Blockchain technology is the backbone of most cryptocurrencies and offer numerous potential use cases in both money related and non-financial industries. CBinsights, a company that build technology for corporations, recently reported that at least 42 big industries could be transformed by blockchain technology including Banking, Hedge Funds, Voting, Internet Identity and DNS, Ride sharing, Internet Advertising, as well as Music and Entertainment. Cryptocurrencies – which would technically includes crypto-assets – have also become an extremely valuable addition to virtual networks worldwide, as they enhance the user’s experience of digital media like online chat rooms, forums and social media.
Many authoritative bodies are now investigating whether some cryptocurrencies truly meet the requirement to be labelled as a financial asset, hence the origination of the name crypto-asset. The French Monetary and Financial Code characterises crypto-assets as:
“any instrument containing non-fiscal units of value in digital form that can be held or transferred for the purpose of gaining a good or service, but do not represent a claim on the issuer”.
Cryptocurrencies were initially intended, by its originator, to be instruments of trade in the digital world, but some cryptocurrencies have evolved into what closely resembles financial assets. Cryptocurrencies are gradually picking up a dependable balance in the real economy through services whereby they can be purchased or sold against fiat currencies. Some of these cryptocurrencies: can also be held as an investment vehicle; utilized as a method for trade; or with the recent creation of Initial Coin Offerings (ICOs), used as venture or financing instruments.
These recent improvements in the crypto-space have driven financial authorities worldwide to reconsider their approaches to cryptocurrencies. Financial institutions like central banks are now ready to discuss the benefits of these potential assets. This focus involves: clarifying whether certain cryptocurrencies will be categorized as currencies or assets; assessing the level of risk associated with cryptocurrencies or crypto-assets; and outlining regulatory solutions to prevent or reduce cryptocurrency or crypto-asset related risks.
according to Cryptonaire, the first cryptocurrency research and forecasting firm in the cryptocurrency and blockchain industry since 2010:
“Digital Assets are cryptocurrencies that hold value and is also approved for investments, trading and virtual possessions. With the amount of growing interest, users are turning over to cryptocurrencies for investment purposes. After bitcoin, there were many alternative coins founded to diversify the options and uses for these digital assets.”
Cryptonaire also list the following cryptocurrencies as “verified digital assets”: Bitcoin (BTC), Litecoin (LTC), Ethereum (ETH), Monero (XMR), Ripple (XRP), Dash (DASH), ZCash (ZEC), Neo (NEO), IOT (MIOTA), Qtum (QTUM), Bitcoin Cash (BCH), Stellar (XLM), Nem (XEM) and Ethereum Classic (ETC).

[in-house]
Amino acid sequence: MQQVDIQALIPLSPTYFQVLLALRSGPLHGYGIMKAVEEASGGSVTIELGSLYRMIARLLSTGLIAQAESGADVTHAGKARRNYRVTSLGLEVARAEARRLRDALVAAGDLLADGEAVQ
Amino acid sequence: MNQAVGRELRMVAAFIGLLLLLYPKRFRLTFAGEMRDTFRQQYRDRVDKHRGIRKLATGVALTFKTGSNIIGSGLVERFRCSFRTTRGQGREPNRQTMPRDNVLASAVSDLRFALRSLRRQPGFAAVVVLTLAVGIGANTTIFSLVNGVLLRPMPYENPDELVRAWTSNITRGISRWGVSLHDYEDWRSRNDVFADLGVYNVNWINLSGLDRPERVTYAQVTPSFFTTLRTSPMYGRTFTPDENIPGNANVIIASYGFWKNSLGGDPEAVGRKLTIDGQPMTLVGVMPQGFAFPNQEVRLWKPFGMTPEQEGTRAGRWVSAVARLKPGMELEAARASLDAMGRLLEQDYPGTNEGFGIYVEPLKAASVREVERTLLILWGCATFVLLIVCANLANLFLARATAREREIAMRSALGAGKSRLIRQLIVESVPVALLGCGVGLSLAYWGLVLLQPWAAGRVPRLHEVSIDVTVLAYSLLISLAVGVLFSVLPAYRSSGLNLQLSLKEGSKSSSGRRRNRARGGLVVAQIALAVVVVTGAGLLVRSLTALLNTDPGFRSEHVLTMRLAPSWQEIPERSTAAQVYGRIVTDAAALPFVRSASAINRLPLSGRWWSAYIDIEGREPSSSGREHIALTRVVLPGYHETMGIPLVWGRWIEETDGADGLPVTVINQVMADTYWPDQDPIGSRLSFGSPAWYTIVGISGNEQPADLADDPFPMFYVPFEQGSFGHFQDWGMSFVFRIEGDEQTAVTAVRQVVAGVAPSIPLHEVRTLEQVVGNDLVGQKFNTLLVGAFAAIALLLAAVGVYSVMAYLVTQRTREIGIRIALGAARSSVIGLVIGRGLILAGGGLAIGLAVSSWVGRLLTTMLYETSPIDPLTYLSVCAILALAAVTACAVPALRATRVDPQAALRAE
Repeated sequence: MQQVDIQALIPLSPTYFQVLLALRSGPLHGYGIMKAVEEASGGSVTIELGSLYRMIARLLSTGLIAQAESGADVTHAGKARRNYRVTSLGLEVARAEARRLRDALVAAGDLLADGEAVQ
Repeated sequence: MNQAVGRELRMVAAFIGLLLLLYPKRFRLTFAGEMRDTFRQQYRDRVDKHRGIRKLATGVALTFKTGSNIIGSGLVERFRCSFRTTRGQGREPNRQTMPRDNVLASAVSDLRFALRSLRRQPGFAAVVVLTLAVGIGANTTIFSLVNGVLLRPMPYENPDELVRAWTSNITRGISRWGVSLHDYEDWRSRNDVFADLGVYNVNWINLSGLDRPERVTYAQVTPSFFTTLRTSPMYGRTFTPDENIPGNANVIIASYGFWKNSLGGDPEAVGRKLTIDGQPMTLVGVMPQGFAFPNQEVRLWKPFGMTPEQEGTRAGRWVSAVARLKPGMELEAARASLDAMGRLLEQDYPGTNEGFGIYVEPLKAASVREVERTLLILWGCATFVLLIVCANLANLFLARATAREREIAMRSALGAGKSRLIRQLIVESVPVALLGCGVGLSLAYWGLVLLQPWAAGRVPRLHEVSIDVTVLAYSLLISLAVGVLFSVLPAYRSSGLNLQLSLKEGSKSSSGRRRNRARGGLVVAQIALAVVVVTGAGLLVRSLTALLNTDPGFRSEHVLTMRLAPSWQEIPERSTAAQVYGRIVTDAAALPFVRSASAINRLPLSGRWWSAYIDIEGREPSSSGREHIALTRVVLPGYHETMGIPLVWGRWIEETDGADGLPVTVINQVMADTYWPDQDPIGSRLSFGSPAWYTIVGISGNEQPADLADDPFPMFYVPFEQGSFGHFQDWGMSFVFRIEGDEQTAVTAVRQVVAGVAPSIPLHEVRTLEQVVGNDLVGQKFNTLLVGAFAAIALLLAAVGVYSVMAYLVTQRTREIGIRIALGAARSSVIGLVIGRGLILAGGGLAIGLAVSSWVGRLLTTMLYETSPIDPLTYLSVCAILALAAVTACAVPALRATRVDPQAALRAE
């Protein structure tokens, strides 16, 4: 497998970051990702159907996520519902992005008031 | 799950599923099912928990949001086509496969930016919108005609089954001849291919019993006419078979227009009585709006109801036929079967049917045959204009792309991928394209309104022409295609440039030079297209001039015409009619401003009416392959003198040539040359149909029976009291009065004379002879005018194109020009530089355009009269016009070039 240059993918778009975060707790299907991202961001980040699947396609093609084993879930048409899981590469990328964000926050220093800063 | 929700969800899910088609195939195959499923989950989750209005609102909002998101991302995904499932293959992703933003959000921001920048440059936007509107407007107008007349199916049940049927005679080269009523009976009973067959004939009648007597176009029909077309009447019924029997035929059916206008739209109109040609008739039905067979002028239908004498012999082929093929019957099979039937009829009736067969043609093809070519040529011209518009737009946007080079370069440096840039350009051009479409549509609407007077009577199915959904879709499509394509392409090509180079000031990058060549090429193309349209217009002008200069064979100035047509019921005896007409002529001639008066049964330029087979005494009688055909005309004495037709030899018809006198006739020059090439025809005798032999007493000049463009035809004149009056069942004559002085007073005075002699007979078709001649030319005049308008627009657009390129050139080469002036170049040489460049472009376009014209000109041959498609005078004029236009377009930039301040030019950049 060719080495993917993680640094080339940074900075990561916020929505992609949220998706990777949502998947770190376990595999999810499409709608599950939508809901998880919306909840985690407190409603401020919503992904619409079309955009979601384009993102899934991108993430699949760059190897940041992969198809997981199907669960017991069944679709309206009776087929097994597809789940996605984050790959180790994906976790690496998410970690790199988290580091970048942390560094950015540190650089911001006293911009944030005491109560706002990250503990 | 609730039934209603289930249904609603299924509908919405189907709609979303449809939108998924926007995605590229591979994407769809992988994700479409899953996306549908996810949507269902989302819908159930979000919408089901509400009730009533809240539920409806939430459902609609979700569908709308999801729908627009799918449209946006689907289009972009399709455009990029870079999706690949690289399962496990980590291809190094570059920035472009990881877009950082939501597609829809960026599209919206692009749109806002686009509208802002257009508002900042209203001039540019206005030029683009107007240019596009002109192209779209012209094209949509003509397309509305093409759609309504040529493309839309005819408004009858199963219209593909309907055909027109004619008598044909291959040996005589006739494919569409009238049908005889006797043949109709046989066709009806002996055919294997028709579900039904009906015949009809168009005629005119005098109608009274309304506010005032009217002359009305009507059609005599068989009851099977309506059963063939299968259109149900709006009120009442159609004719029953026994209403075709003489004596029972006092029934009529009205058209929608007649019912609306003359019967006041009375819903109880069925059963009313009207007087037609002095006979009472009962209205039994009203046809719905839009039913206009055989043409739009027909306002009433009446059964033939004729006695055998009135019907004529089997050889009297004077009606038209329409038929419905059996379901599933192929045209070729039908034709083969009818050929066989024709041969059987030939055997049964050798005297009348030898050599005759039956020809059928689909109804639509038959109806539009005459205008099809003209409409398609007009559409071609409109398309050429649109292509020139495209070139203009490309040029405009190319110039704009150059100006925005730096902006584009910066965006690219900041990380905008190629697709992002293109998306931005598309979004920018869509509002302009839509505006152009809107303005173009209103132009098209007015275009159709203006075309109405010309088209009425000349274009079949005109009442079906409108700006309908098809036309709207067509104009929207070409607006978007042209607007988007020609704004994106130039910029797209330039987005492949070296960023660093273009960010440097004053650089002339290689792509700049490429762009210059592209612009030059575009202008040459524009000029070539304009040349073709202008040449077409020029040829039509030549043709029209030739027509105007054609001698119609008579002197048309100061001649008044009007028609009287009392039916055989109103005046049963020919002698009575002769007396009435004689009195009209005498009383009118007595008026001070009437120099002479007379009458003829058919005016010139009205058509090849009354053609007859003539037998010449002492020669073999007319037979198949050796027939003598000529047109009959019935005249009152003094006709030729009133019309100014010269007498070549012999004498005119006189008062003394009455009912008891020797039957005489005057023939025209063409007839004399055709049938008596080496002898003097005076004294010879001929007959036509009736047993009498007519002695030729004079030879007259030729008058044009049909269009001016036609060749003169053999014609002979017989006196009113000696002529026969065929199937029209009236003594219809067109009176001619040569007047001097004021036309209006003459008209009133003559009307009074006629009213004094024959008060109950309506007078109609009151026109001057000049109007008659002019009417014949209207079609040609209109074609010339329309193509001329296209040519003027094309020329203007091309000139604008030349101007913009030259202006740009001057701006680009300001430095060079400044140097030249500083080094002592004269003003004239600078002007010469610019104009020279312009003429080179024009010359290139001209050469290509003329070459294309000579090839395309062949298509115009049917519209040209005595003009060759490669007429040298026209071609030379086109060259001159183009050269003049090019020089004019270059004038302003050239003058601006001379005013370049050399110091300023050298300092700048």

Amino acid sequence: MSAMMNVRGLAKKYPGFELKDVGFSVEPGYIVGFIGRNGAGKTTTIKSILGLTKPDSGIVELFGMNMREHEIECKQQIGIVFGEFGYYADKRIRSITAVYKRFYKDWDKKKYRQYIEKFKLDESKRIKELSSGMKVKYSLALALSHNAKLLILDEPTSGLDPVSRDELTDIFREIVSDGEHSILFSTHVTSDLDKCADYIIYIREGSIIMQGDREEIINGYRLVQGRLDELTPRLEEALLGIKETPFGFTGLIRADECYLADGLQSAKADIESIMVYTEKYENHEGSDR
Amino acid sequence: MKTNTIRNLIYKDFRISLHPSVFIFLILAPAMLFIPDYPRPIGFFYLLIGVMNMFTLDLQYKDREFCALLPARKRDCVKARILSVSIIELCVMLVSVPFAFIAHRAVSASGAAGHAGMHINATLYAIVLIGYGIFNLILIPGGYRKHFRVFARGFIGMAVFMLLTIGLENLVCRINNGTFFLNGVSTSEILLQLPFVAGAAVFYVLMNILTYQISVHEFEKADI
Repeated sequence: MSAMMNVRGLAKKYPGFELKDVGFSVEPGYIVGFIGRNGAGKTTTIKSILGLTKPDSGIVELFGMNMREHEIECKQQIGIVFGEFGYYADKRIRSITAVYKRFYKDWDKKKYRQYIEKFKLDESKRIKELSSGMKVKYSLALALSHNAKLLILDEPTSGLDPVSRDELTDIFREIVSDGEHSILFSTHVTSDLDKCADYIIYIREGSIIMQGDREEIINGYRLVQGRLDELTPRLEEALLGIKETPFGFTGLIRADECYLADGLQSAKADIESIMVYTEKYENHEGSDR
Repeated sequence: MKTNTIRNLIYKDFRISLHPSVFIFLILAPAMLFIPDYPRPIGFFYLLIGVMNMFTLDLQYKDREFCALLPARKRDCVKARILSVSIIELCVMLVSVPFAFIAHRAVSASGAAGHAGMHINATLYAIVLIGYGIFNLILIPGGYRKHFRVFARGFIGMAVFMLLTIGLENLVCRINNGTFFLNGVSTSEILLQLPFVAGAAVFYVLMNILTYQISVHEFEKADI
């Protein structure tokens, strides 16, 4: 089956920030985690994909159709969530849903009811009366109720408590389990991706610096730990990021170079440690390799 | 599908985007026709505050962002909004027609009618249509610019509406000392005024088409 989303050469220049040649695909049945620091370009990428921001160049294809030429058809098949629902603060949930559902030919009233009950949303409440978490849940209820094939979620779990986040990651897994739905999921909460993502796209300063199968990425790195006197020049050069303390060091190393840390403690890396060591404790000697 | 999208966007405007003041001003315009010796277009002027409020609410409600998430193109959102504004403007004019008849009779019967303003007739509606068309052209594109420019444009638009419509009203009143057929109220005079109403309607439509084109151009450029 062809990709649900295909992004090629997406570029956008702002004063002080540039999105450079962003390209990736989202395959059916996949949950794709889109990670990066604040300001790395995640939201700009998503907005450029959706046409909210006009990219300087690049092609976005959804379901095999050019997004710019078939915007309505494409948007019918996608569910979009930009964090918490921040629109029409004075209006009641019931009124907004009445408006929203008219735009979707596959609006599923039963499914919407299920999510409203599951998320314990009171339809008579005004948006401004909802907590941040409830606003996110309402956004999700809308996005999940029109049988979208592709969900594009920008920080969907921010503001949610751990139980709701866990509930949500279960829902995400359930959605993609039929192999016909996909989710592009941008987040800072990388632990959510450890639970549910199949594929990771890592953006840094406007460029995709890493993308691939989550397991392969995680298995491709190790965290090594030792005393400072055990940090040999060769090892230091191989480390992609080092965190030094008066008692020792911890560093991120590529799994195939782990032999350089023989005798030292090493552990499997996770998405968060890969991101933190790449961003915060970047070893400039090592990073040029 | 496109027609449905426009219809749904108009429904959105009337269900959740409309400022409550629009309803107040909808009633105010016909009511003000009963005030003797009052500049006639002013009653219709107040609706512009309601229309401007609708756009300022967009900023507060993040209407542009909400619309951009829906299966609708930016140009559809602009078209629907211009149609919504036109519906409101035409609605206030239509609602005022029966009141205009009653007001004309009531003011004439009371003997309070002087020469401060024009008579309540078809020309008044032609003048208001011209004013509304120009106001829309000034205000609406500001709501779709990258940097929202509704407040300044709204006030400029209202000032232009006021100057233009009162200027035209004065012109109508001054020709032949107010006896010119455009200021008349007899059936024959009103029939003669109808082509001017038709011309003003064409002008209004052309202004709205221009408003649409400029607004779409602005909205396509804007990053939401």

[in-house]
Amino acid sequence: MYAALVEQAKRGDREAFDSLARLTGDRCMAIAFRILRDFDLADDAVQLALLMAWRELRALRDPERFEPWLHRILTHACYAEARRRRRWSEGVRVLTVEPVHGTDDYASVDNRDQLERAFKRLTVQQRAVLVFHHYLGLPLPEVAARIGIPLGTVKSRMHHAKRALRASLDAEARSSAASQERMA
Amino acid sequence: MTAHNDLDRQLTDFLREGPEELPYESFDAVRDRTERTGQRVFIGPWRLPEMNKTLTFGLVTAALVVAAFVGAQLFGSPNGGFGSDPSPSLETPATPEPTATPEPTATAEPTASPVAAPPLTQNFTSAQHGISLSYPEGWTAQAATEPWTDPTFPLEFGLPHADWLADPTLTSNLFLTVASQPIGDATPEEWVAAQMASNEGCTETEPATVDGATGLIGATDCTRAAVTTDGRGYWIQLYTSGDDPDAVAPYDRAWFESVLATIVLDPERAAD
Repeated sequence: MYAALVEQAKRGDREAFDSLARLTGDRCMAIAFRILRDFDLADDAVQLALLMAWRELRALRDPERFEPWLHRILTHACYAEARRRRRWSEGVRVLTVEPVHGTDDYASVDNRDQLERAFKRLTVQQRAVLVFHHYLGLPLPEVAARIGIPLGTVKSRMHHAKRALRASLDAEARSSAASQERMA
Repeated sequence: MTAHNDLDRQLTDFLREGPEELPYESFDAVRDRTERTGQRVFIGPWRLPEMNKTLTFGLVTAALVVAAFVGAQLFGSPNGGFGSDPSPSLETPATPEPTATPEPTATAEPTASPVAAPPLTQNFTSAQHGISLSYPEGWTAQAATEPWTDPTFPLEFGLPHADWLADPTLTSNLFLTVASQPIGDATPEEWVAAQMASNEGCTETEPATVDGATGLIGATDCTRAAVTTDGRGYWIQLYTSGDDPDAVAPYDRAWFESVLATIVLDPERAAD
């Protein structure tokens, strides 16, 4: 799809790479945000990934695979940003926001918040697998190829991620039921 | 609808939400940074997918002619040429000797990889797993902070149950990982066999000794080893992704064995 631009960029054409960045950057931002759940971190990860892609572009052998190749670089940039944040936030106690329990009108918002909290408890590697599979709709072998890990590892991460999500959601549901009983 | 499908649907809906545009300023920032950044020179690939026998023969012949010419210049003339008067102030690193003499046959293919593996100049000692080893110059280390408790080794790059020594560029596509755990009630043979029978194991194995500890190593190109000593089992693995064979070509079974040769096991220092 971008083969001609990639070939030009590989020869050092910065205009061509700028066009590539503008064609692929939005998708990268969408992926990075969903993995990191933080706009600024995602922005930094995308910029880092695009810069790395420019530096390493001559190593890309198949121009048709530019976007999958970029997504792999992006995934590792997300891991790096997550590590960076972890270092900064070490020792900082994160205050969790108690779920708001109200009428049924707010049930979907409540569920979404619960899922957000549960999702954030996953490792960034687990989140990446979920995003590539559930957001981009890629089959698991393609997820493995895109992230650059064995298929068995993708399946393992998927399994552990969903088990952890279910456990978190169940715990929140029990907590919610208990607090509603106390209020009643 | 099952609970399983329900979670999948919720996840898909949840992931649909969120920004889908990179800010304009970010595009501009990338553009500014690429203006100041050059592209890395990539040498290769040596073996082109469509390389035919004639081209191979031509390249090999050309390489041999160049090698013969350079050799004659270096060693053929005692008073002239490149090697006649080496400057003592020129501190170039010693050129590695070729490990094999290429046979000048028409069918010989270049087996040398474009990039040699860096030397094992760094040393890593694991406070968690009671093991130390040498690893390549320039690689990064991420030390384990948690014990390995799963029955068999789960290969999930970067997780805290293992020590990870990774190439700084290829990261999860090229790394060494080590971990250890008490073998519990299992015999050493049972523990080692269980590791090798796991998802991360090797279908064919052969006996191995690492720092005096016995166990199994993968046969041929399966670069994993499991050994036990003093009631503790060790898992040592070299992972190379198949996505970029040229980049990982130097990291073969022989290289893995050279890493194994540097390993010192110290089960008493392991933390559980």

Bitcoin As A Crypto-Asset
Bitcoin is created within a community of miners that have access to the bitcoin open-source programming software (network). The cryptocurrency is generated using a mathematical algorithm which rewards the miners for using their computer systems to verify the transfer of the cryptocurrency from one bitcoin wallet to the next. Once created, bitcoins are put away in a digital wallet on the miner’s computer, tablet, cell phone, or cloud storage.
The now stored bitcoin can then be securely exchanged via the internet to any individual on the bitcoin network. However, providing that the bitcoin is not used for value exchange but stored in the bitcoin wallet overtime, the cryptocurrency can then be viewed as an electronically stored asset.
Theoretically, if Bitcoin is fundamentally used as a currency to pay for goods and services, it will rival fiat currency, for example, the US dollar, and subsequently impact the value of the fiat money. On the other hand, if it is mainly used as an asset, it will compete with a large number of other assets like government bonds, stocks, and commodities.
In a recent CNBC talk, Kevin O’Leavy – a Canadian businessman, author and television personality – explains his stance on bitcoin:
“The fact is, it is so unstable — volatility is both directions, it’s up and it’s down — that nobody in a substantive transaction will take that risk… so it is a long way from being a currency”
He also elaborated saying:
“However, is it an asset? Yes. It is one of the most successful assets on the planet right now because it’s a global speculation.”
In my opinion, to determine if bitcoin is a currency or an asset, we will have to seriously compare the use cases of bitcoin with the use cases of our current financial asset. We also need to give the public enough time to decide how they wish to regard this new technology.
Featured image source: Pixabay.
Edited my Marc Johnson.
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